Tataskweyak teen overwhelmed by community reaction after saving children from apartment fire
A 17-year-old girl continues to recover after she helped save several children from a burning apartment complex on a northern Manitoba First Nation a week ago.
On the afternoon of Feb. 11, Shenika Chornoby was walking to work in her home community of Tataskweyak Cree Nation, which is 700 km north of Winnipeg.
She had a bad feeling and stopped to look around near a road. She soon noticed a girl and teenager nearby, who were screaming.
"And then I saw the smoke [coming] from the apartment building," she told CBC on Friday.
"I went upstairs, and went inside, and I grabbed two kids," she said. She brought the two children outside to safety.
That's when a Tataskweyak firefighter showed up, as well as several others from a neighbouring apartment complex who wanted to aid in rescue efforts. Eight of them, including Chornoby, went back into the apartment.
The fire was spreading fast, she said, but she noticed a two-year-old boy crying in a closet in one of the suites. The firefighter took the boy through a window before everyone else got out.
"I was in there for who knows how long," said Chornoby. "And then I got out and I fainted."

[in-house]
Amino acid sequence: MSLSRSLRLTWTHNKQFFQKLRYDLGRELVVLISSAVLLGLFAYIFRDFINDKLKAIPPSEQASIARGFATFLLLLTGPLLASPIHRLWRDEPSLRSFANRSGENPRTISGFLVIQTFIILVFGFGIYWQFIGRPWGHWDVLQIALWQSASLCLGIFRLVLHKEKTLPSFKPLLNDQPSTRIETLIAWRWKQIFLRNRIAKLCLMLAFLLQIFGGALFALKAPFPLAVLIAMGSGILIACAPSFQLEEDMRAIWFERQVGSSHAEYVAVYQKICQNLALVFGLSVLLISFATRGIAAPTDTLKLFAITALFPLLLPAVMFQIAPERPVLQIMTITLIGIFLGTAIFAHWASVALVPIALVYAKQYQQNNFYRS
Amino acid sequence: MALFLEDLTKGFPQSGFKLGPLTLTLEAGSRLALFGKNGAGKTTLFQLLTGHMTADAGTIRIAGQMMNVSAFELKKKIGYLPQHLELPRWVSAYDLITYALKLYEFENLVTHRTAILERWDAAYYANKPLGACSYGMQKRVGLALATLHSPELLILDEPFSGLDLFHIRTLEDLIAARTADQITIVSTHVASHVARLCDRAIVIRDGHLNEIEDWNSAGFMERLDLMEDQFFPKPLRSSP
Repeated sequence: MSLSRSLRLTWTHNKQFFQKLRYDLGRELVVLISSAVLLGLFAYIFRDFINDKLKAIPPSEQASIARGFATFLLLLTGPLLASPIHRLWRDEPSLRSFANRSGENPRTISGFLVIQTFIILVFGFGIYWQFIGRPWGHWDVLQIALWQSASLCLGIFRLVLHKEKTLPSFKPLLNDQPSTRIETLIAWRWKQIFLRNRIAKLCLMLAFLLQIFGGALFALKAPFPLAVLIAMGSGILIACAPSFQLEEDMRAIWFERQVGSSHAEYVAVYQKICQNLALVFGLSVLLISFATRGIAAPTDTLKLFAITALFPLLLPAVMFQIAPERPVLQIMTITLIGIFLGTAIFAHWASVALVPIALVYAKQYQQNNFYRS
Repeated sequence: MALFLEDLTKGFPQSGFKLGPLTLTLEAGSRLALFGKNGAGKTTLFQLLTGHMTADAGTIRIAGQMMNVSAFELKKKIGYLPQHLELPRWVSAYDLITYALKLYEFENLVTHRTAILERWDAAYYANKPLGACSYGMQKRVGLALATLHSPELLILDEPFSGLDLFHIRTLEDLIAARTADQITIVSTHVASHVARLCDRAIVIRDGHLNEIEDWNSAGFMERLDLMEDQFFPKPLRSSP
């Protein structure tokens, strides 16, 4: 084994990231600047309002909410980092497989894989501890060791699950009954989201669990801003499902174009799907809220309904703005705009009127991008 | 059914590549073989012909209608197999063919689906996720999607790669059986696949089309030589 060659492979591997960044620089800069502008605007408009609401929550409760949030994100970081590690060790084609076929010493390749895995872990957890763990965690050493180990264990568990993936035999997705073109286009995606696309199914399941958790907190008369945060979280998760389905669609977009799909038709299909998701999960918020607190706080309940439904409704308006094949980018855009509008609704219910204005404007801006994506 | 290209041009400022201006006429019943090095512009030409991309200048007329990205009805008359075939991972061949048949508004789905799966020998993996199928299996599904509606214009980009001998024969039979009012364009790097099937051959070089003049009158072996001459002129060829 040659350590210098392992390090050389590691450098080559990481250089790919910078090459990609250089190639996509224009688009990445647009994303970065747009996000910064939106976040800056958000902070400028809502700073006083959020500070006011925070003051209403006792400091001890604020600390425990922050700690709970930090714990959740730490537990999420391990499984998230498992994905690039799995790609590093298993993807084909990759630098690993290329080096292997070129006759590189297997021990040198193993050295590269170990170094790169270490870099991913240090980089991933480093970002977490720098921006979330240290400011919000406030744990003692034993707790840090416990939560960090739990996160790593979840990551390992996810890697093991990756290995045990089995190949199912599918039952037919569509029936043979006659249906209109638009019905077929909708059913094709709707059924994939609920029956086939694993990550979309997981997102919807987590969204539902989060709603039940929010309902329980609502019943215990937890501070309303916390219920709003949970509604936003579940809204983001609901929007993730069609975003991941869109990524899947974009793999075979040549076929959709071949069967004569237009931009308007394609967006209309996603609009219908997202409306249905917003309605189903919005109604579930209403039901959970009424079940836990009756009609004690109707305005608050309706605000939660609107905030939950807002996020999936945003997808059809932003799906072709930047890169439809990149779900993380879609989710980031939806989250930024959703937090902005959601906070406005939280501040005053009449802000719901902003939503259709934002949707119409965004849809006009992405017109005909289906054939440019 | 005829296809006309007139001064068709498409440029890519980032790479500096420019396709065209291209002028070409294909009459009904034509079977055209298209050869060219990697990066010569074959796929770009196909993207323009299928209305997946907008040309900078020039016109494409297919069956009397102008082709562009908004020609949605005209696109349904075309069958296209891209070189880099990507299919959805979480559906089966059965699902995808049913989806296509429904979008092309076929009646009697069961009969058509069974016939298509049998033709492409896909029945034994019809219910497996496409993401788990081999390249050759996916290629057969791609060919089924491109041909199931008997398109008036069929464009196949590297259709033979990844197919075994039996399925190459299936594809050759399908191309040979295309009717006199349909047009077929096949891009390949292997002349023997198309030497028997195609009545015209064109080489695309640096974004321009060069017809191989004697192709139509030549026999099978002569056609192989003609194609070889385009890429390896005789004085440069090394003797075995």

Chornoby, who has asthma, collapsed due to smoke inhalation and required CPR from a bystander, which dislocated her shoulder and damaged her ribcage.
She and the two-year-old boy were airlifted to Winnipeg's HSC Children's Hospital, where she woke up three days later.
"It's very much a blur," she said.
"A lot of people were worried and surprised that I made it, because I was the first one in that fire."
'Overwhelming' community response
She is now out of hospital and will soon return home. She said it feels good to be going back and that she misses her school and teachers.
"Everybody's saying they want to see me. I kind of miss them."
Chornoby is now known as a hero in her community.
"I honestly just feel normal. It's kind of overwhelming with how many people know me now," she said.
"I didn't have adrenaline. I wasn't scared or annoyed. I just felt like myself at that moment."
Tataskweyak Chief Taralee Beardy previously told CBC that the apartment blaze could have been prevented if her community had a functioning fire truck. Their current truck has not been functional for over a month due to mechanical problems.
Indigenous Services Canada spokesperson Nicolas Moquin previously said in an email to CBC on Tuesday that the federal government provides about $216,000 per year to Tataskweyak Cree Nation for fire protection and other services.
Chornoby agreed with Beardy, and said many northern communities don't have adequate fire protection resources.
She wants to thank the nurses that helped her recover after the fire, but said that she would run into another blaze if it meant saving more lives.
"I can't let anyone get hurt."